English in a slanted and intimidating propagandist like voice came from his left, “You businessman? You want start business here, Uh?”
And he turned curiously, putting down his coffee, and not yet realizing the reality that he looked foreign and stood out to the rest. Details were worked out and in three days, after seeing the grounds, meeting the English speaking Don Aguirre, and being convinced, Norton decided to purchase the rights and uproot his life for the near permanency to Mendoza and run a vineyard. It felt like the Wild West; everything was possible. It was a way to connect with Cielo.
It was about 1:30 in the afternoon, and he had no desire to eat but seeing the workers through the greenhouse like windows just finishing up lunch and beginning to share their mate, he walked over to greet them.
“Why don’t you join us Don. Norton? Come sit. The fire is just beginning to spark.”
“Sure, but only for a round.” Whispered Norton as a response, sliding on the end of the bench. He sat across from Don. Aguirre and to the left of the fat man whose name he had again forgotten.
The chatting resumed and he focused on the large gourd be repacked with the loose tea, next it was covered with a hand and shaken before the straw was re-inserted at an angle. Don. Aguirre. poured in water and took the first sip passing it to the right.
Norton took the gourd, sipped, passing while giving the vague opener “Its good to see that you’re resting, it’s going to be a full evening and I want you all to enjoy it. We’ve had a great five years, haven’t we?
“Its great, we can’t wait. Aznar and Ulrike are prepping the parrilla now and we’ve all brought our shoes and dresses to dance.” Answered a voice, but only Don. Aguirre looked at him to continue in any form of conversation.
“You never dance do you? You English are too serious – you know that? I’m twice your age and I still try. But each to their own, right? You like to watch - You’re still learning. Maybe one day you’ll take Beatrice’s hand in a tango or clap with us in sevillanas, maybe tonight, no?”
“Yeah maybe, maybe tonight” and as he imagined himself dancing with Beatrice, he laughed, for she too sort of looked like the tamanduá or that giant anteater that taught these people to dance. And it flashed in his mind that spring afternoon, during that first barbecue when he listened drinking their first vintage and trying to understand Ulrike’s storytelling. Like the young wine that showed promise, the worker’s children sat around Ulrike watching the jumps and performance as the story was told.
“Tucu Tum Tucu-tum… Tamandua!
Tucu Tum Tucu-tum… Tamandua.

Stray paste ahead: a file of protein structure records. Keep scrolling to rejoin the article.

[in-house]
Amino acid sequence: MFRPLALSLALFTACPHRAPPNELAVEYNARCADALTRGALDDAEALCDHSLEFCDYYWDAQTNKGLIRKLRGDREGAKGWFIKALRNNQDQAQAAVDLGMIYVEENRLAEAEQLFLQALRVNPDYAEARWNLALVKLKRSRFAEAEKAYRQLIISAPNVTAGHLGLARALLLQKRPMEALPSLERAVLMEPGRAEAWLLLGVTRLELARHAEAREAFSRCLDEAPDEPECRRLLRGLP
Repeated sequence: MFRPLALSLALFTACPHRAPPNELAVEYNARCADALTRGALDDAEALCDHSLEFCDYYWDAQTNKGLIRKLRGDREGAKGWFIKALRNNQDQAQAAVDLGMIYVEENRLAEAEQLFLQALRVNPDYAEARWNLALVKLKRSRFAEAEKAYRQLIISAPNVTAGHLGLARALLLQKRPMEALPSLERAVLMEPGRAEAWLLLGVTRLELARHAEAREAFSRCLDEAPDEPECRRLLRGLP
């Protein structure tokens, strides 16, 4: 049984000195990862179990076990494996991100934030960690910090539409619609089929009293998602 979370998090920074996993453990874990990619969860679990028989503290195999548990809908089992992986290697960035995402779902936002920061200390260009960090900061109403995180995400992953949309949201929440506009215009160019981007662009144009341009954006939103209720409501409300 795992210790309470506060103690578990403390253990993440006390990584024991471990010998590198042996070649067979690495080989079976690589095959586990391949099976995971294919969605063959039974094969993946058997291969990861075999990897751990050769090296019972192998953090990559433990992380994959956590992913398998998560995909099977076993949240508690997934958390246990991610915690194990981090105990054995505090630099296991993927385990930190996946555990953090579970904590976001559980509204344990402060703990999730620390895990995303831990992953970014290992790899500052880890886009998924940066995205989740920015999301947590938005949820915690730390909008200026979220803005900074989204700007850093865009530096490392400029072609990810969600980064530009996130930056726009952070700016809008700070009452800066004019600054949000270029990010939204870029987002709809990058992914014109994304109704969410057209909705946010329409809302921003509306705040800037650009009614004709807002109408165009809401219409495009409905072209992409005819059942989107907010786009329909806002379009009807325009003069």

To dance you all! To dance you all!
I call you to dance.
I order you to dance.
Tucu Tum Tucu-tum… Tamandua.
Tucu Tum Tucu-tum… Tamandua.
To dance you all! To dance you all!
Tucu Tum Tucu-tum… Tamandua.
To the rhythm.
Dance, dance with or without the music.
I order you to dance.
Tucu Tum Tucu-tum… Tamandua.
Tucu Tum Tucu-tum… Tamandua.”
And the children did, holding their hands and recreating the sideways swaggers that the one mythic Indian who had fought with the Tamandua had done. They laughed, some pretending to be the Tamandua and others the Indian recreating what they had just heard.
“With a spear the Indian struck, but the Tamandua dodged and jumped back;
Another strike with the spear - another miss.
A thrust to the left – a jump to the right!
A thrust to the right – a jump to the left!
Tucu, the spear would hit the ground – tum, a dodge
Tucu, again the spear would miss – tum, again he dodged.
And they continued like that until they became tired – until the Tamandua no longer could jump and the Indian no longer could strike his spear.
‘Its been fun and a challenge’ the Indian gasped ‘go back to your home’ and the anteater returned to stand on its four legs and ran back into the thick forest.
And when he returned to the village the Indian told them ‘when I tried to strike him, the Tamandua would jump back. Tucu to the left and tum to the right.
And has he told his story; he jumped and showed his mate.
And soon the entire village all watched and played, until they too grew tired lying down on the ground and thanking the Tamandua with their laughter.”
“Well I take that as a promise then,” held Don Aguirre, “just remember its easy, just to the left and to right – oh and don’t forget to hold a firm embrace.”
“Well, we’ll see what happens.” He answered and saw himself again shoulder on the tree and watching the children laugh and play.
And there they continued sharing mate until the gossips ran thin and the fire sparked no more. Some left to help with the festivities and in the distant you could see Ulrike and Aznar beginning to prep the grill and others taking down table clothes from the outside clothes lines and tossing pins into baskets. And when only Don Aguirre and a few others were left, Norton excused himself for he wanted to take a short nap and a shower before the afternoon was done.